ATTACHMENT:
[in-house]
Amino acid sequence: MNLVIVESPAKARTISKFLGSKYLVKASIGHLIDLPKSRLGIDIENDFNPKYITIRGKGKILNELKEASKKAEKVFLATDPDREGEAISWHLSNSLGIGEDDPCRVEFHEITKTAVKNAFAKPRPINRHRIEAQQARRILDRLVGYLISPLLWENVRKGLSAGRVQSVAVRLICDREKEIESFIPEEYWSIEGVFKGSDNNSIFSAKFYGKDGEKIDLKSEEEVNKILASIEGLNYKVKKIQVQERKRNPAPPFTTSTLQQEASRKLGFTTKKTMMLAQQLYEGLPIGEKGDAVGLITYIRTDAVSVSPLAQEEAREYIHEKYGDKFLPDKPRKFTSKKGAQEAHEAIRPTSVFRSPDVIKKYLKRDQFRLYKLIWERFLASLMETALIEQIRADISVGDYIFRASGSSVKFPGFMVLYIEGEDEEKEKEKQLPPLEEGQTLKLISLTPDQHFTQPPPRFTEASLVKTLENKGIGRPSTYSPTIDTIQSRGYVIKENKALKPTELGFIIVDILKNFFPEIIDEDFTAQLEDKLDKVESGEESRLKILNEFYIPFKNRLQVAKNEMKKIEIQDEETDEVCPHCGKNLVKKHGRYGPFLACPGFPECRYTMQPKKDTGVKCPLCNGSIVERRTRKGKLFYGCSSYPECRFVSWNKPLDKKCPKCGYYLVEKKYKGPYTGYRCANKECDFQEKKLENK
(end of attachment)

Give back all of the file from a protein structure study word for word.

[in-house]
Amino acid sequence: MNLVIVESPAKARTISKFLGSKYLVKASIGHLIDLPKSRLGIDIENDFNPKYITIRGKGKILNELKEASKKAEKVFLATDPDREGEAISWHLSNSLGIGEDDPCRVEFHEITKTAVKNAFAKPRPINRHRIEAQQARRILDRLVGYLISPLLWENVRKGLSAGRVQSVAVRLICDREKEIESFIPEEYWSIEGVFKGSDNNSIFSAKFYGKDGEKIDLKSEEEVNKILASIEGLNYKVKKIQVQERKRNPAPPFTTSTLQQEASRKLGFTTKKTMMLAQQLYEGLPIGEKGDAVGLITYIRTDAVSVSPLAQEEAREYIHEKYGDKFLPDKPRKFTSKKGAQEAHEAIRPTSVFRSPDVIKKYLKRDQFRLYKLIWERFLASLMETALIEQIRADISVGDYIFRASGSSVKFPGFMVLYIEGEDEEKEKEKQLPPLEEGQTLKLISLTPDQHFTQPPPRFTEASLVKTLENKGIGRPSTYSPTIDTIQSRGYVIKENKALKPTELGFIIVDILKNFFPEIIDEDFTAQLEDKLDKVESGEESRLKILNEFYIPFKNRLQVAKNEMKKIEIQDEETDEVCPHCGKNLVKKHGRYGPFLACPGFPECRYTMQPKKDTGVKCPLCNGSIVERRTRKGKLFYGCSSYPECRFVSWNKPLDKKCPKCGYYLVEKKYKGPYTGYRCANKECDFQEKKLENK